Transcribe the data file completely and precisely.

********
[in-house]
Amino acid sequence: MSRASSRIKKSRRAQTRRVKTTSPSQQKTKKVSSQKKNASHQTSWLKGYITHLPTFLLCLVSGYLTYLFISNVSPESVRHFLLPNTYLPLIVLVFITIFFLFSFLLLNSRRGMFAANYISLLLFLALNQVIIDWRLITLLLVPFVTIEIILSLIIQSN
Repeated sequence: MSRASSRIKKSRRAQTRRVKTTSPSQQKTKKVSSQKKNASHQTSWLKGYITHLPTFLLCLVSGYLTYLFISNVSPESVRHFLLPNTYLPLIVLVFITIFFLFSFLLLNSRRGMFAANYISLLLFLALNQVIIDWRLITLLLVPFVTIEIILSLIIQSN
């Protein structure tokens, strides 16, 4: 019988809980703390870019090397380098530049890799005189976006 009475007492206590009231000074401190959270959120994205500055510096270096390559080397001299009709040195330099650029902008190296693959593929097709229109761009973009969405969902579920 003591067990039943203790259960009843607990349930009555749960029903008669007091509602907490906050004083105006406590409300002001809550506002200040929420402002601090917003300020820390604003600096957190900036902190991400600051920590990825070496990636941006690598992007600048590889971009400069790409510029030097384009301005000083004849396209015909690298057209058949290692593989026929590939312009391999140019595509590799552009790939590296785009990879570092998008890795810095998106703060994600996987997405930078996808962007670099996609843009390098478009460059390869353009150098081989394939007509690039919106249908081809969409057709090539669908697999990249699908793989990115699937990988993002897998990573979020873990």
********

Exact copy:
[in-house]
Amino acid sequence: MSRASSRIKKSRRAQTRRVKTTSPSQQKTKKVSSQKKNASHQTSWLKGYITHLPTFLLCLVSGYLTYLFISNVSPESVRHFLLPNTYLPLIVLVFITIFFLFSFLLLNSRRGMFAANYISLLLFLALNQVIIDWRLITLLLVPFVTIEIILSLIIQSN
Repeated sequence: MSRASSRIKKSRRAQTRRVKTTSPSQQKTKKVSSQKKNASHQTSWLKGYITHLPTFLLCLVSGYLTYLFISNVSPESVRHFLLPNTYLPLIVLVFITIFFLFSFLLLNSRRGMFAANYISLLLFLALNQVIIDWRLITLLLVPFVTIEIILSLIIQSN
């Protein structure tokens, strides 16, 4: 019988809980703390870019090397380098530049890799005189976006 009475007492206590009231000074401190959270959120994205500055510096270096390559080397001299009709040195330099650029902008190296693959593929097709229109761009973009969405969902579920 003591067990039943203790259960009843607990349930009555749960029903008669007091509602907490906050004083105006406590409300002001809550506002200040929420402002601090917003300020820390604003600096957190900036902190991400600051920590990825070496990636941006690598992007600048590889971009400069790409510029030097384009301005000083004849396209015909690298057209058949290692593989026929590939312009391999140019595509590799552009790939590296785009990879570092998008890795810095998106703060994600996987997405930078996808962007670099996609843009390098478009460059390869353009150098081989394939007509690039919106249908081809969409057709090539669908697999990249699908793989990115699937990988993002897998990573979020873990």